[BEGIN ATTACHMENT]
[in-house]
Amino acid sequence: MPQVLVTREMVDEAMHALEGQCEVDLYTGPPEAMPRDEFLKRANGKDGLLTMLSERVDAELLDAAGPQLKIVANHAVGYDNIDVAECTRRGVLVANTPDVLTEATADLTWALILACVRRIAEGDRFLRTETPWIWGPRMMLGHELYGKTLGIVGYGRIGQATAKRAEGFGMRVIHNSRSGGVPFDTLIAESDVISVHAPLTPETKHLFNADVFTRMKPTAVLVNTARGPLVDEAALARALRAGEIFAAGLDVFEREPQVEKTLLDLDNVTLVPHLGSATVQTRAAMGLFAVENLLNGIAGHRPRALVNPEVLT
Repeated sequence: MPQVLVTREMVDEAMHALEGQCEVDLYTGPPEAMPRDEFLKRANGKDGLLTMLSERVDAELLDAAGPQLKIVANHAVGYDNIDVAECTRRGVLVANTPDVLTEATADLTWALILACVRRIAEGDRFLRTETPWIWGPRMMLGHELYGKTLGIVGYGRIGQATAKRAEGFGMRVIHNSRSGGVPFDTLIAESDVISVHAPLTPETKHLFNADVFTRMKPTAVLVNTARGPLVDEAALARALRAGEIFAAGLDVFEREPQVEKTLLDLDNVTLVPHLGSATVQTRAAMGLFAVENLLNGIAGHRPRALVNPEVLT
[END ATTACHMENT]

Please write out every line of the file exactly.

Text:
[in-house]
Amino acid sequence: MPQVLVTREMVDEAMHALEGQCEVDLYTGPPEAMPRDEFLKRANGKDGLLTMLSERVDAELLDAAGPQLKIVANHAVGYDNIDVAECTRRGVLVANTPDVLTEATADLTWALILACVRRIAEGDRFLRTETPWIWGPRMMLGHELYGKTLGIVGYGRIGQATAKRAEGFGMRVIHNSRSGGVPFDTLIAESDVISVHAPLTPETKHLFNADVFTRMKPTAVLVNTARGPLVDEAALARALRAGEIFAAGLDVFEREPQVEKTLLDLDNVTLVPHLGSATVQTRAAMGLFAVENLLNGIAGHRPRALVNPEVLT
Repeated sequence: MPQVLVTREMVDEAMHALEGQCEVDLYTGPPEAMPRDEFLKRANGKDGLLTMLSERVDAELLDAAGPQLKIVANHAVGYDNIDVAECTRRGVLVANTPDVLTEATADLTWALILACVRRIAEGDRFLRTETPWIWGPRMMLGHELYGKTLGIVGYGRIGQATAKRAEGFGMRVIHNSRSGGVPFDTLIAESDVISVHAPLTPETKHLFNADVFTRMKPTAVLVNTARGPLVDEAALARALRAGEIFAAGLDVFEREPQVEKTLLDLDNVTLVPHLGSATVQTRAAMGLFAVENLLNGIAGHRPRALVNPEVLT